Use this URL to cite or link to this record in EThOS: http://ethos.bl.uk/OrderDetails.do?uin=uk.bl.ethos.558750
Title: Effect of non-esterified fatty acid composition on vascular function : acute postprandial and in vitro insulin signalling studies
Author: Newens, Katie J.
Awarding Body: University of Reading
Current Institution: University of Reading
Date of Award: 2012
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Abstract:
Background Elevated levels of circulating non-esterified fatty acids (NEFA) are often observed during type 11 diabetes and have been proposed as a contributory factor for atherosclerosis. Experimental elevation of NEFA in healthy subjects impairs vascular function, but the impact of NEFA fatty acid composition is unclear. In vitro studies implicate a role for fatty acid-induced defects in insulin signalling, but these may be limited by unphysiological experimental exposures. Aim To examine the effect of varying NEFA concentration and fatty acid composition on vascular function, and explore the potential role of the endothelial insulin signalling pathway. Methods Two acute human studies elevated NEFA in healthy volunteers using oral fat loads of differing fatty acid composition together with a heparin infusion over 330 or 390min. Vascular function was assessed using flow-mediated dilatation (FMD), laser Doppler iontophoresis (LDI) or digital volume pulse (DVP). Regular venous blood samples were taken to assess lipid and insulin metabolism, as well as markers of endothelial function. In a subset of subjects, the notion that an infusion of insulin could restore vascular function was explored, this also served as a measure of whole-body insulin sensitivity (51). Extensive method development was undertaken to determine the impact of fatty acid incubations (single and mixtures) on proteins involved in the insulin signalling pathway in human aortic endothelial cells (HAEC). Results In the pilot study (10 males), an elevation of NEFA enriched in saturated fatty acids (5FA) versus mono unsaturated fatty acids (MUFA) was associated with an increase in a marker of arterial stiffness (DVPs,) and endothelial inflammation (sICAM). In the main study (30 males, 29 females), an elevation of 5FA-rich NEFA impaired FMD but a moderate substitution of 5FA for long-chain n-3 polyunsaturated fatty acids (LC n-3 PUFA) reversed the impact, leading to a mean difference of 2.06 ± 0.29 % (P<0.001); LDI measures increased after both fat regimes (P~0.026) and there was no change in DVP indices. In the subset analysis, insulin infusion was not associated with an increase in FMD, although there was some indication that responses differed by gender. 51 was greater during the LC n-S PUFA regime compared with 5FA alone in males only (P=0.041). Preliminary in vitro work indicated that the MUFA, oleic acid increased the phosphorylation status of the enzyme which produces nitric oxide, a key vasodilator, however further method optimisation may be required. Conclusion These studies have shown that NEFA concentration and fatty acid composition can acutely modulate vascular function, and broadly support current advice to limit 5FA and increase LC n-3 PUFA consumption for prevention of heart disease. The large number of subjects included in the main study allowed us to show that both gender and genotype modulate the endothelial response to NEFA. A variety of mechanisms are likely to contribute to these findings and require further investigation in in vitro models which best replicate the physiological environment.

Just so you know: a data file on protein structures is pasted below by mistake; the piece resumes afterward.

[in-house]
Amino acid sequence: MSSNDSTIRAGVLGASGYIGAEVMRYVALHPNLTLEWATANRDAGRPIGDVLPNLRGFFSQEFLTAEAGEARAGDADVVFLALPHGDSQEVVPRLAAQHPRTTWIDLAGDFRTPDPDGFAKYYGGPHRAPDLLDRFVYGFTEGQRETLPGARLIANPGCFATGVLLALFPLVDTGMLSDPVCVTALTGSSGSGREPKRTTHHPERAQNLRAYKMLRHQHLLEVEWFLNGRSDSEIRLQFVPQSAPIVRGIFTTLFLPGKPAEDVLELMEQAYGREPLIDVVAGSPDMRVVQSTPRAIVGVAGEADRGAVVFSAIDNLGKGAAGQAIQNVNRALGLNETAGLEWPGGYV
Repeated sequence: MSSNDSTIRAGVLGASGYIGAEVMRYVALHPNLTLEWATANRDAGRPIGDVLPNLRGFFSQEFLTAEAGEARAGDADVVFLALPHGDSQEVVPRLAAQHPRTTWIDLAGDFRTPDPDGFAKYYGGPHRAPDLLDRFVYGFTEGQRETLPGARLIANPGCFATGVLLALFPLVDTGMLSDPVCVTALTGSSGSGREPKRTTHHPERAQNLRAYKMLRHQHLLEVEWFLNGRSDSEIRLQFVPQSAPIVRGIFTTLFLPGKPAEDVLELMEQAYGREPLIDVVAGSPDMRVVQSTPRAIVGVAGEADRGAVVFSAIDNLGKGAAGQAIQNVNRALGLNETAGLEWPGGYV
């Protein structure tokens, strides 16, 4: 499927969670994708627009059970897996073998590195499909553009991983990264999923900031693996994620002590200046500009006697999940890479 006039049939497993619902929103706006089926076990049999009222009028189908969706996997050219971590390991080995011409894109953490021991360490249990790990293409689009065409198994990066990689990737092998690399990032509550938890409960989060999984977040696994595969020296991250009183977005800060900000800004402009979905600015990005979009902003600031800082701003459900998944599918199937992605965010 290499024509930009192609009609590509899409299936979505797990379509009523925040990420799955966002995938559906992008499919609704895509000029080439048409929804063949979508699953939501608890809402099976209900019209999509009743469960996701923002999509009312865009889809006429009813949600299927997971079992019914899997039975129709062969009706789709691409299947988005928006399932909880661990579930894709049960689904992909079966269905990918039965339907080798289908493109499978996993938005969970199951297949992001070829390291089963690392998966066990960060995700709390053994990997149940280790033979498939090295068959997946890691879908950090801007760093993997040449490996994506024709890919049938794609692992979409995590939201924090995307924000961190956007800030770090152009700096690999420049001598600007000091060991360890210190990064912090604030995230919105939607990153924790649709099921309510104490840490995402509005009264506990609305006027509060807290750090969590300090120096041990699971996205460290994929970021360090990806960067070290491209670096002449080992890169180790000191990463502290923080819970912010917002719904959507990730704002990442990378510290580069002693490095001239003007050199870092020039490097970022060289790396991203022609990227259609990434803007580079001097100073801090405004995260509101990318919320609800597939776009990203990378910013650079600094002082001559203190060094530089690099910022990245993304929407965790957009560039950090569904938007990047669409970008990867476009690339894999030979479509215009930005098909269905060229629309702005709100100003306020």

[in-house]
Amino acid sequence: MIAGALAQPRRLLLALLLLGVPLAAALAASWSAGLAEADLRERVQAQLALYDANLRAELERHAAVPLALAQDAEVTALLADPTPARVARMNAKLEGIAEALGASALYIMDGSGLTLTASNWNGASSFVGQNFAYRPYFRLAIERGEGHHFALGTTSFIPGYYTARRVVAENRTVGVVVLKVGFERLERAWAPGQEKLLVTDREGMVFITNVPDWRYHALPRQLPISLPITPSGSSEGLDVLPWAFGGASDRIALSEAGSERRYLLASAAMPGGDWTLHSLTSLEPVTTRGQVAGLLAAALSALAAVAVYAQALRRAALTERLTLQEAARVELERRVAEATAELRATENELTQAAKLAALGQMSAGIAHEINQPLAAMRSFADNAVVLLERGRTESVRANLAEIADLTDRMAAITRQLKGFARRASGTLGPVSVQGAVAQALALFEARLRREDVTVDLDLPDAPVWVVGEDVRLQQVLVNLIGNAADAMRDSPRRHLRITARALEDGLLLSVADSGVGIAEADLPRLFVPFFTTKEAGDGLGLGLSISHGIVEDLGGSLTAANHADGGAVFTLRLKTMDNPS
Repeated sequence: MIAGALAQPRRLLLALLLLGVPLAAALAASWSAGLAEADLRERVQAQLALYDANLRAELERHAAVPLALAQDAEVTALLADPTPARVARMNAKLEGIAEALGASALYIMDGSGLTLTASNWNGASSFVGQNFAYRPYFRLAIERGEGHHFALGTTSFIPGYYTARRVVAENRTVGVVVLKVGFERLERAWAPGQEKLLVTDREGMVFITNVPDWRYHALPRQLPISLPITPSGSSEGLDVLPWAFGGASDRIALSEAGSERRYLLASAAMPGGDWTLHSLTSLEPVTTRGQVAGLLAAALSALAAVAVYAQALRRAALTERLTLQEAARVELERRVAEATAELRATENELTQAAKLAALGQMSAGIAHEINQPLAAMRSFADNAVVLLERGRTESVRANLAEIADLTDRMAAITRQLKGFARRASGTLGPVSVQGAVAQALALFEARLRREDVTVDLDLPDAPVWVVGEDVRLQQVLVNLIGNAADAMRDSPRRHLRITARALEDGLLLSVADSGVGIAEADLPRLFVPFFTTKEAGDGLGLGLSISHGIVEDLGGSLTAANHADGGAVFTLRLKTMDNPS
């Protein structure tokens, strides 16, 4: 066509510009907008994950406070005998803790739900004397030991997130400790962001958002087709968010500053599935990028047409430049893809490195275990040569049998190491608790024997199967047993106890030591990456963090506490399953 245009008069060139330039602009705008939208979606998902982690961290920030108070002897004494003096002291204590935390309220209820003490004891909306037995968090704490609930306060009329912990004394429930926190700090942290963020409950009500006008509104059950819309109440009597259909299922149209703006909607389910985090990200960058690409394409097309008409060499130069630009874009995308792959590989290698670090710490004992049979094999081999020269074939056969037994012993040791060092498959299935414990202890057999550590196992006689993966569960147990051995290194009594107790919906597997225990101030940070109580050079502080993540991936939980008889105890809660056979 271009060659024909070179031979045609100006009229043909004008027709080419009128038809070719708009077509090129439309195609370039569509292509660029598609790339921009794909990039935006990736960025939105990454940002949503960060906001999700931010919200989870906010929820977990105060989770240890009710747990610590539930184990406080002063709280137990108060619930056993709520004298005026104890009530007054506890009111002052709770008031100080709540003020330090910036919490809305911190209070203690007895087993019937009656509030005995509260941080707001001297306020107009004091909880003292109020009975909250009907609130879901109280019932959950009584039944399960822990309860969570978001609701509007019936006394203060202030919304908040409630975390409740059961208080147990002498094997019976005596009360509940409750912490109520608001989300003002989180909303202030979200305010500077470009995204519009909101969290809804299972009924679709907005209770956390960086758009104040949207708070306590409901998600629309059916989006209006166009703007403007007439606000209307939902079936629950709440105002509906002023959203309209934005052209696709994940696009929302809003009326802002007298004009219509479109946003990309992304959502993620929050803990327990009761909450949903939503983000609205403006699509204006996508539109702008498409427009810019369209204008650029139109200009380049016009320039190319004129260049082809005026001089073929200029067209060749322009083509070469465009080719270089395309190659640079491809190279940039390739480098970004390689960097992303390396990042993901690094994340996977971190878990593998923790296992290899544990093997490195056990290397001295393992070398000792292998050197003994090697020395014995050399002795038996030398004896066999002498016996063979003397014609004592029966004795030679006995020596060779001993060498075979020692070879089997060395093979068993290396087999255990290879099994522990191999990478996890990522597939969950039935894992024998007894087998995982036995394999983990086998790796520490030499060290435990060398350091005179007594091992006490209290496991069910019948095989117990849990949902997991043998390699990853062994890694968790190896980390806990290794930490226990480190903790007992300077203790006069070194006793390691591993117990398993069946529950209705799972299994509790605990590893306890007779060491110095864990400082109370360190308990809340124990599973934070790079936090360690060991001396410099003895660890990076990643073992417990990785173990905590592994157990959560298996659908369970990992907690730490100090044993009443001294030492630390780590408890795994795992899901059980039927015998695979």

Supervisor: Not available Sponsor: Not available
Qualification Name: Thesis (Ph.D.) Qualification Level: Doctoral
EThOS ID: uk.bl.ethos.558750  DOI: Not available
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